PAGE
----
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From Self-Taught Investor to CFO with Jennifer Ceran, CFO of Smartsheet

Episode 320
With an extensive career and two successful IPO’s under her belt, Jennifer Ceran shows us how it’s done.

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“I enjoy looking at companies, their futures, their strategies and how their financials work. It’s something I’ve always had a passion for.” — Jennifer Ceran 

How do companies make money? When do they choose to invest or pass? At what point in a company’s timeline should they IPO? What are the reasons to accept an acquisition? These are all questions many, even the business owners among us, don’t know the answers to. But they are all questions Jennifer Ceran has been obsessed with answering since she was in college. 

Jennifer, the CFO of Smartsheet, started her investing career while still in college and sold her first stocks to fund her trip to France to study abroad. “I was really curious about how the market worked,” says Jennifer, and that experience was just the start of what would become a lifetime interest.

After completing her undergraduate and before attending business school at the University of Chicago, Jennifer went to work for Merrill Lynch as a Financial Analyst on Wall Street where she learned how Wall Street evaluates companies for investment. Following her time on Wall Street, Jennifer wanted to understand corporate finance and went to work for the Sara Lee Corporation and then Cisco.

But in 2003, Jennifer got the call she was looking for — she was asked to join eBay as their Treasurer. With over 1 billion in revenue, Jennifer couldn’t turn down the offer. It was a chance at her dream job and a place where she could learn about technology’s impact on investing and the finance world at large.

Jennifer served as Treasurer of eBay and Paypal for over 7 years. When she saw the impact of the financial crisis, she decided to transition into investor relations at eBay, doubling the company’s stock in the two years she was in this role. But Jennifer wasn’t stopping there, she had her eye set on the CFO role and it wasn’t long before she found it at Box, a work collaboration platform where she led the company into a successful IPO. 

Now CFO at Smartsheet, Jennifer is helping companies and teams work more efficiently with Smartsheet’s collaboration software.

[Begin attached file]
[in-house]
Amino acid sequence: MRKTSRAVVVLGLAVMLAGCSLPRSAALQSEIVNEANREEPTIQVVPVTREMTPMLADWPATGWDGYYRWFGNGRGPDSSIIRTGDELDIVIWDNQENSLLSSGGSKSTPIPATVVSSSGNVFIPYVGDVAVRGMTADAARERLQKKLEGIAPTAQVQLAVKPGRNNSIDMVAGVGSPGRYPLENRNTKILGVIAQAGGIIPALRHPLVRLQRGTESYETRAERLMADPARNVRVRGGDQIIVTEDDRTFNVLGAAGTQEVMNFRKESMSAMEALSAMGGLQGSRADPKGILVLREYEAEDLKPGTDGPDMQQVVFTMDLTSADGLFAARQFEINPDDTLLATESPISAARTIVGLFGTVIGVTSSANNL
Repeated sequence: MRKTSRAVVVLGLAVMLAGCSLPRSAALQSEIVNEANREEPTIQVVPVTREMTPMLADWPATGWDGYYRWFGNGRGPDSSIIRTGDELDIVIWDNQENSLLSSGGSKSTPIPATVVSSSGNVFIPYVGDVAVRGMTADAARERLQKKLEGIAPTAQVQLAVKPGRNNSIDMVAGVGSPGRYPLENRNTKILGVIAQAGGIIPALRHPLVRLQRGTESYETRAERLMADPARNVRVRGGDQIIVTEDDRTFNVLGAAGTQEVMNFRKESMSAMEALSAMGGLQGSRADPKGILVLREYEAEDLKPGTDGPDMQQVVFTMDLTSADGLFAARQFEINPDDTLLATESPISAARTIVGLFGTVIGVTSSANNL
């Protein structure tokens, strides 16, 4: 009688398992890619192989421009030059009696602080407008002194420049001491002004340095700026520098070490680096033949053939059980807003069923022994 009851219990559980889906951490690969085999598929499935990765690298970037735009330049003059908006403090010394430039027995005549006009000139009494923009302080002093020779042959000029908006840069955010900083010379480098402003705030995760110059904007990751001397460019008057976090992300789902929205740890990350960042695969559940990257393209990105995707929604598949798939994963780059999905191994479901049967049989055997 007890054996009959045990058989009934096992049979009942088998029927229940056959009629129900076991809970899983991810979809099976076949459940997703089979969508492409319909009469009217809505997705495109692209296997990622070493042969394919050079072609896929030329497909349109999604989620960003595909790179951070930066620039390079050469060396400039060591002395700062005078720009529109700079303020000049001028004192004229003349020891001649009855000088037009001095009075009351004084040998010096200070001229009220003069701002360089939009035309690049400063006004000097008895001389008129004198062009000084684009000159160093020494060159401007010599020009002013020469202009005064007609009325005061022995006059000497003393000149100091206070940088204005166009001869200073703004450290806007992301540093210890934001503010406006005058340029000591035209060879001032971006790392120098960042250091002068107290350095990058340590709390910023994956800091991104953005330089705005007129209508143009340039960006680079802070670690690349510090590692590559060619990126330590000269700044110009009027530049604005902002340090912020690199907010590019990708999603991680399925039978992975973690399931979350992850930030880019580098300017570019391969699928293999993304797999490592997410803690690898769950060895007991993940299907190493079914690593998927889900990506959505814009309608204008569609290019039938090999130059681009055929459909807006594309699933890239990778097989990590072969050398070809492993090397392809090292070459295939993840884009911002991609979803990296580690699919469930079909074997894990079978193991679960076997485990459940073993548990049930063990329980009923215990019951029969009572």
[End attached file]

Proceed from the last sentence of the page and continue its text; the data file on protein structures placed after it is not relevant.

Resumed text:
“About 60% of your work is unstructured, it’s ever-changing. Smartsheeet helps you to manage that better. The platform can work with your marketing department and your finance department to give you real-time updates on work projects.”

On this episode, Chad and Jennifer talk about the differences between Wall Street and Silicon Valley and how both places look at investing in companies. They also discuss her extensive career and where she sees innovation in financial management heading in the future. 

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Quotes from Jennifer:

“Somebody once asked me, ‘What is the one thing I learned in business school that was wrong?’ I thought about it and I said, ‘that markets are efficient.’ Because markets are efficient but they are very emotional and with emotions, that’s not always efficient in my opinion.”

[On her style of working in Investor Relations ] “A lot of time investors will ask questions and the company won’t answer them directly. My style of working is you ask me a question and I answer the question. And I’ll say ‘hey, did I answer your question?’ and if I didn’t answer it then I’ll keep going. So I think they felt heard and I love hearing from them [investors].”

[On leaving Ebay] “Some feedback I got about three months before I left was, “Hey, Jenny. You need sharper elbows. You’re too nice.’ And they were right, I needed to be a bit more aggressive, a bit more assertive. But I didn’t operate that way. Authentically, I’m much more of an inspiring leader. I enjoy working together as a team. I love supporting everyone around me and I love it when I get supported back. I’m not super political and I don’t even enjoy it. Because it doesn’t feel like companies are then really looking outside, that they are then kind of fighting within themselves.”

“When I started working, I didn’t have a computer. I didn’t have a cell phone. The world was very different. Today, the power of all of these applications that we have to just make our jobs so much easier, and allow us to make such an impact on our customers and the work environment, that’s what really inspires me.”

“At Smartsheet, what I love about our culture is it combines two really important things. The first one is being supportive and the second is being driven so we get things done.”

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